Imitation, they say, is the greatest form of flattery. But ask a business owner if he would be happy to find out a competing company or ex-employee has copied the content of his website for their own. It is surely unfair after all your hard work to have someone simply take your business material. It may also be illegal and you may be able to pursue the liable party in a legal action.

Before you do that, it’s very important to know how to protect your website content from online copycats. Here are some important things to keep in mind when it comes to copyrighting your web content.

What is Protected by Copyright?

Any original work of authorship is protected as your copyright. This not only includes written material but also works of art, photographs, music, and software. Having a good understanding of copyright law is also important to make sure you are not infringing on someone’s copyright by having photos on your website that your developer “found” online.

How to Copyright Your Web Content

When you write an article or a blog post, you automatically hold the copyright to the content. Including the © symbol is not necessary to have your website content protected by copyright law. There is a practical consideration, however. Although your original content is automatically protected by copyright laws, you can only enforce your rights in a legal action if your works are registered with the U.S. Copyright Office. If your work is registered, you can sue in Federal court for compensation and force the infringer to cease use of your content.

Fair Use

It is hard to come up with something so original that no one has ever thought about it before or written something similar. The standard of Fair Use is therefore important to understand. Federal copyright law at 17 USC § 107 provides that copying is not infringement of copyright depending on the following factors:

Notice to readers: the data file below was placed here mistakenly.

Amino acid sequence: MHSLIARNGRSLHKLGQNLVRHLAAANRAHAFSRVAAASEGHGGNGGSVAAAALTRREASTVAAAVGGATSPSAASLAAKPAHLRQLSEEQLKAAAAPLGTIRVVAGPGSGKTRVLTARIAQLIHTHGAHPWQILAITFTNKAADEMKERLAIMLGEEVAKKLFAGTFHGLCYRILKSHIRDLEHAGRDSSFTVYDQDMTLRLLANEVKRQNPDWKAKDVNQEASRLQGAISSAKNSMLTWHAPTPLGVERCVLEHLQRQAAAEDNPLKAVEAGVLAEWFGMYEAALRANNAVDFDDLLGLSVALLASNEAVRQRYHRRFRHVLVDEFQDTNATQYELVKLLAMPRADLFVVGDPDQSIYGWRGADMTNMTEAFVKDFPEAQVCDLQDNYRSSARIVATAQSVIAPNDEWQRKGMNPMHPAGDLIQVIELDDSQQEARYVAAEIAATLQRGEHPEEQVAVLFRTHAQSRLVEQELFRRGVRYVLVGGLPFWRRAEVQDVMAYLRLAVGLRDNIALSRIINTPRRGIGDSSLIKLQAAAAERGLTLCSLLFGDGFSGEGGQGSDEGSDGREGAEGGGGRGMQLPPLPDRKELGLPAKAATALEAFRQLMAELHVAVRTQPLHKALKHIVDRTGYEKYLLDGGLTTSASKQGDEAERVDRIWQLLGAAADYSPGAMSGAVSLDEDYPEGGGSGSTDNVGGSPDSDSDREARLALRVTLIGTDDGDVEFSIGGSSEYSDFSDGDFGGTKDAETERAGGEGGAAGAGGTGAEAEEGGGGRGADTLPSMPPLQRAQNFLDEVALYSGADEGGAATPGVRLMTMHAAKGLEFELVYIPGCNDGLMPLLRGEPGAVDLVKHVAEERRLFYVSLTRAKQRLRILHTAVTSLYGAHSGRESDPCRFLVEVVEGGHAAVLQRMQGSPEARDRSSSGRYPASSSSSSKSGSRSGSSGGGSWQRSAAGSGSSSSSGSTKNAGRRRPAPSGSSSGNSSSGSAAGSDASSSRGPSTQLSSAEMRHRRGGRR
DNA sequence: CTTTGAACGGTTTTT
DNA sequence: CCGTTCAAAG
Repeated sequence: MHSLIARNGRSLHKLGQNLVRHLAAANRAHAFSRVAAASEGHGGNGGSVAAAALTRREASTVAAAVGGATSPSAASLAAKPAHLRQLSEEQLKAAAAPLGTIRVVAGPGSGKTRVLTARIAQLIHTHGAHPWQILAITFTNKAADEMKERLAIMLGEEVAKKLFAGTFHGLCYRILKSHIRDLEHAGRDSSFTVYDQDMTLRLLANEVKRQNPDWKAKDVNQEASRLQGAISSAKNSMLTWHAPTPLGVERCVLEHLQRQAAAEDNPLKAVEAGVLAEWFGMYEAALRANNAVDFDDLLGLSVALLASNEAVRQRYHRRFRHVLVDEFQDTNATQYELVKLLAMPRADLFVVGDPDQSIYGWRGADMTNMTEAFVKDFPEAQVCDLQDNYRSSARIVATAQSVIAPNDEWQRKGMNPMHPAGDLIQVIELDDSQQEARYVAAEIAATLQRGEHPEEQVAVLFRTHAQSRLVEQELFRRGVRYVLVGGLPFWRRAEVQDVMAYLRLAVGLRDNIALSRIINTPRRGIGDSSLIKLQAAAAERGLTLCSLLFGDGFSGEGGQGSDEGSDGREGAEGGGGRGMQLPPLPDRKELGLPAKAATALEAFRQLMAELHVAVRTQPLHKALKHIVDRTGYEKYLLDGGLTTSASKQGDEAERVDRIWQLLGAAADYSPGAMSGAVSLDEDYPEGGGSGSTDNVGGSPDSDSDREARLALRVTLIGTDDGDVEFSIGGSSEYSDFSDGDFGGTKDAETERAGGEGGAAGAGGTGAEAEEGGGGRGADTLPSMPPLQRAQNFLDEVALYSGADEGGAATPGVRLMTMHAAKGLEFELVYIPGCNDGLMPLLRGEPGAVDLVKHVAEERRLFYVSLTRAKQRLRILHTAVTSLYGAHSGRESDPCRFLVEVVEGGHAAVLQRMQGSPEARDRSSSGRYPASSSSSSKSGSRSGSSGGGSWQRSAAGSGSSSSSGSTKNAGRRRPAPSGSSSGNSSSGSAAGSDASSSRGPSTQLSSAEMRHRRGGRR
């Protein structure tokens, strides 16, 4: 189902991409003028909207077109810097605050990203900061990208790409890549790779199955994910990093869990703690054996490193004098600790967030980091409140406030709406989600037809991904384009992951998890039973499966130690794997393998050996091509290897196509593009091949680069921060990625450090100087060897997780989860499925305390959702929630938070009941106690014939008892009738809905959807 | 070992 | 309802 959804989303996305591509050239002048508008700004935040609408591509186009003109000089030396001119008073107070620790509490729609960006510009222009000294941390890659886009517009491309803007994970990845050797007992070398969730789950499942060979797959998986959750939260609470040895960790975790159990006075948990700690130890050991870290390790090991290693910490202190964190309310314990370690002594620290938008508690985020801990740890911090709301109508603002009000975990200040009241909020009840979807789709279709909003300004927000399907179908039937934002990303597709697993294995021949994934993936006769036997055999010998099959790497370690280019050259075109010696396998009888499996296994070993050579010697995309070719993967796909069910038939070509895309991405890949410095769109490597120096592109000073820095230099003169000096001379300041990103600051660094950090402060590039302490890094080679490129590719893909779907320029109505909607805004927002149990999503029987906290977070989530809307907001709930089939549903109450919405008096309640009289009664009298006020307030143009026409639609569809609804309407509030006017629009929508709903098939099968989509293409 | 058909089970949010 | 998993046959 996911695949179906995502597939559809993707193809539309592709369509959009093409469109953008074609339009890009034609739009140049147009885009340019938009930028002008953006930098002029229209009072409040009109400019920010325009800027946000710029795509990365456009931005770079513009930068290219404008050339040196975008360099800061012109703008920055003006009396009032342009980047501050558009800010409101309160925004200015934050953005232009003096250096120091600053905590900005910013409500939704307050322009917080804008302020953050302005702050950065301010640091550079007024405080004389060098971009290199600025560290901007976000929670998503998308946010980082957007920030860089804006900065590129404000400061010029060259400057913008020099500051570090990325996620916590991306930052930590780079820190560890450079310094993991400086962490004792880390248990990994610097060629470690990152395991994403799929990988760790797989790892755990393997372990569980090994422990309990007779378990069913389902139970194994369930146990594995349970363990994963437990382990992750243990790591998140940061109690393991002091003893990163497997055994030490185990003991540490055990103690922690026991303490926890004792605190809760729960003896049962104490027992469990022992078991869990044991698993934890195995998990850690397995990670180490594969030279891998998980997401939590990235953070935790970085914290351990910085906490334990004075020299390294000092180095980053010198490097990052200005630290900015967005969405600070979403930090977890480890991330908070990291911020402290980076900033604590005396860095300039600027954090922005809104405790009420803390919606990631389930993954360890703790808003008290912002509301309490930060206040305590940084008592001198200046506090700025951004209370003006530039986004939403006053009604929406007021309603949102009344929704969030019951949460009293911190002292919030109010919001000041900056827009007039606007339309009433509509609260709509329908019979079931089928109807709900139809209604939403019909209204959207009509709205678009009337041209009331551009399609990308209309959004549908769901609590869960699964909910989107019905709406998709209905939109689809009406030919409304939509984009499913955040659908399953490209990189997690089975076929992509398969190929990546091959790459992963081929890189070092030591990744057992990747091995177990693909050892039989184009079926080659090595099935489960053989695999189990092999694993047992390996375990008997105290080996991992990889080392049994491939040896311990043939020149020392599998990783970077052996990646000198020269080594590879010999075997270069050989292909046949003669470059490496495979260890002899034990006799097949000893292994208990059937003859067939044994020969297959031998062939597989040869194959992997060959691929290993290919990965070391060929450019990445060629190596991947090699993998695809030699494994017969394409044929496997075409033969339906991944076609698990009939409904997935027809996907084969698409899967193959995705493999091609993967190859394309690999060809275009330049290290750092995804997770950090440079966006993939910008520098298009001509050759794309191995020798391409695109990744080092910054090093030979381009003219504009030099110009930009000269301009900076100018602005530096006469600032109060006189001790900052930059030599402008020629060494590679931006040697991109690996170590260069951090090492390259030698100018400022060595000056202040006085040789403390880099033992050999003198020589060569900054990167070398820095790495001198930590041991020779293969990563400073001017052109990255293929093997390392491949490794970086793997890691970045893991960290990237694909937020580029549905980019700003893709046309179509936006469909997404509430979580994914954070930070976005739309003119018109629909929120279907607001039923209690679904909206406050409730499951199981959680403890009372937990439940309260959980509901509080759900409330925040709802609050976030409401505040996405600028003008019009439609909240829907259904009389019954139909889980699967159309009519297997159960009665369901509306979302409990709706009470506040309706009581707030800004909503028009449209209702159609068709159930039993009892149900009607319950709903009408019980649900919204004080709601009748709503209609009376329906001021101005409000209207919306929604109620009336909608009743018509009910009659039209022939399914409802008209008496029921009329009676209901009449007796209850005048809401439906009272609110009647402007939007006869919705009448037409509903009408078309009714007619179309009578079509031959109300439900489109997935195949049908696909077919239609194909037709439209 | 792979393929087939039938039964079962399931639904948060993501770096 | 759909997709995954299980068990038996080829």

1. The purpose of copying the work. Was it for commercial gain or for nonprofit or educational use?
    2. The nature of the copyrighted work. Was it unique or was it based on general knowledge?
    3. The amount of the work copied. Was just part used or all of it copied?
    4. The effect on the market for, or value of, the work. Was the work so unique that the infringer could be said to have damaged it or taken market share?

For anyone that is serious about blogging, art, photography, or developing software, you should also familiarize yourself with the standardized copyright licenses and tools offered by the Creative Commons to help protect your works while sharing them. The Creative Commons is a non-profit organization that helps authors, artists, developers, educators, and publishers to copyright their website content. They are not a replacement for registering your works, but work alongside copyright.

Policing Your Content

You can use Google Alerts ( to keep track of your content. Create alerts with key phrases you are using in your content and Google will send you an email with the link to the website where that particular phrase is published “anywhere” on the Internet.

Another way to check content is with Copyscape which checks for use of your content elsewhere by giving you a copy of the website and content that is the same or similar to your own.

Every business should be concerned with their website content being original and not copied. With a little effort, and some prioritizing of the most important content, you are in the position to take advantage of protecting your brand and ensuring its value is not diminished.